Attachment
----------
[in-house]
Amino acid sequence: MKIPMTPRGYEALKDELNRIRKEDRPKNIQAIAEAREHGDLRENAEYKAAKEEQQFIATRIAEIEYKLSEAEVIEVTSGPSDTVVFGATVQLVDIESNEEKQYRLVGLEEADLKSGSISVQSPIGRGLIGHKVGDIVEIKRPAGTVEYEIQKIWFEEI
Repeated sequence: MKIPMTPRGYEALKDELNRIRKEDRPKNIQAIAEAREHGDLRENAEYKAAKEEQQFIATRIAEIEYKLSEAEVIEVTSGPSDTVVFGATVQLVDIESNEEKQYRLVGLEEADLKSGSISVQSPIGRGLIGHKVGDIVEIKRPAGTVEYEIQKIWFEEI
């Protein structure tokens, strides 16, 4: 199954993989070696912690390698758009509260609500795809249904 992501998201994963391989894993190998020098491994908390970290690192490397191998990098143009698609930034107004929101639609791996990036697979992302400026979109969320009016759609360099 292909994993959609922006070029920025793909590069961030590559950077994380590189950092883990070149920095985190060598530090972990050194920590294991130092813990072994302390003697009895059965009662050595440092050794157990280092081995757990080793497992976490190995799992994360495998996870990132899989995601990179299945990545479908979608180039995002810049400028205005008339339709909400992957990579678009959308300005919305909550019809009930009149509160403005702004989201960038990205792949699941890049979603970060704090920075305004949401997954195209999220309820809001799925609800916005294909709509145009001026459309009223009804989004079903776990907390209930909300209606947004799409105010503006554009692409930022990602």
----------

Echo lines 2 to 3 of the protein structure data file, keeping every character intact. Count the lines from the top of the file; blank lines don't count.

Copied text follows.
Amino acid sequence: MKIPMTPRGYEALKDELNRIRKEDRPKNIQAIAEAREHGDLRENAEYKAAKEEQQFIATRIAEIEYKLSEAEVIEVTSGPSDTVVFGATVQLVDIESNEEKQYRLVGLEEADLKSGSISVQSPIGRGLIGHKVGDIVEIKRPAGTVEYEIQKIWFEEI
Repeated sequence: MKIPMTPRGYEALKDELNRIRKEDRPKNIQAIAEAREHGDLRENAEYKAAKEEQQFIATRIAEIEYKLSEAEVIEVTSGPSDTVVFGATVQLVDIESNEEKQYRLVGLEEADLKSGSISVQSPIGRGLIGHKVGDIVEIKRPAGTVEYEIQKIWFEEI